Especially who were influential here in town.
[uplifting music] [Narrator] While large-scale murals are plentiful, Austin also harbors a plethora of smaller, hidden gems on fences, shops, walls and uncommon objects.
Customers sitting outside at Try Hard Coffee Roasters on East 11th might not notice that bordering the patio is another one of Sadé's murals.
- So while I was working on the Black Artists Matter mural that's actually on the street, this coffee shop was in the process of like still being built and they actually had asked me like, "Hey, like would you be interested in painting our fence?
We just kinda want something tarot card themed."
There's the figure and she's holding the scroll and then there's the pomegranates are around her and there's two pillars and just all the symbolism but it's in my own kinda like style.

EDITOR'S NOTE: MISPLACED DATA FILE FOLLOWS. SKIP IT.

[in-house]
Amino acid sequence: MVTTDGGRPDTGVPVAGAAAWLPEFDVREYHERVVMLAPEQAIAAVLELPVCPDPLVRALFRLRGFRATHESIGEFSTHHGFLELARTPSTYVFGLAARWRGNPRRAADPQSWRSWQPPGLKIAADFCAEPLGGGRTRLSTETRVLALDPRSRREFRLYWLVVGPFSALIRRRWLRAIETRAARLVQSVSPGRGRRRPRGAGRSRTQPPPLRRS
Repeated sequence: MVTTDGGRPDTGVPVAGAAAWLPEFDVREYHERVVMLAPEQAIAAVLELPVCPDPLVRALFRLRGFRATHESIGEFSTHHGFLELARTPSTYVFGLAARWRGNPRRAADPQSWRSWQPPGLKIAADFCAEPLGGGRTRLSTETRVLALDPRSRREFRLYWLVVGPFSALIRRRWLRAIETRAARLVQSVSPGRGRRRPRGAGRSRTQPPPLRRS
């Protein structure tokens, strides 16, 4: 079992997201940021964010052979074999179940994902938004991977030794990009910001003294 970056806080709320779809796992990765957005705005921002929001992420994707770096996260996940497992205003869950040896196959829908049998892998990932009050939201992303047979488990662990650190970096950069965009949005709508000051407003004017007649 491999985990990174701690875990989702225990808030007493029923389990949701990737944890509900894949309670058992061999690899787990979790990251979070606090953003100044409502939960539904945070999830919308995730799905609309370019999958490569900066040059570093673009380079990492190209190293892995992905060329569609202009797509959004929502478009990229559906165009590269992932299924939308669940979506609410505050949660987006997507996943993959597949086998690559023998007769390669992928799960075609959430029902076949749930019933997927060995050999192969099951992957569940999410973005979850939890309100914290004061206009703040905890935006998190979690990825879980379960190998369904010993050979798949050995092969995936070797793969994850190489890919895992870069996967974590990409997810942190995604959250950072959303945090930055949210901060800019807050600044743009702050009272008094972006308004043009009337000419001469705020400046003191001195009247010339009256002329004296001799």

- As an artist myself and as an art teacher, I'm always thrilled to see art in public spaces when we're grabbing a cup of coffee or you know, walking our dogs.
I think it's beautiful to have something like Sadé's mural remind us that beauty and poetry is part of the everyday experience.
- Making art like as a woman of color and just an artist of color, I think it's just very important.
I would love to continue to make work that is representational not only of me, but the people that I look up to and that maybe people don't really see a lot of.
And I just wanna be able to share stories with other people who may not understand the things that we go through.
And I feel like art really has that power to bring people together and have those conversations.
[upbeat music] - Graffiti and street art is about the democratization of art that anybody and everybody can do it and you can do whatever you like.
It's just complete freedom of expression.
- I really want street art's impact to be empowering to establish this city as a place where there's creative freedom and the desire to be a better society.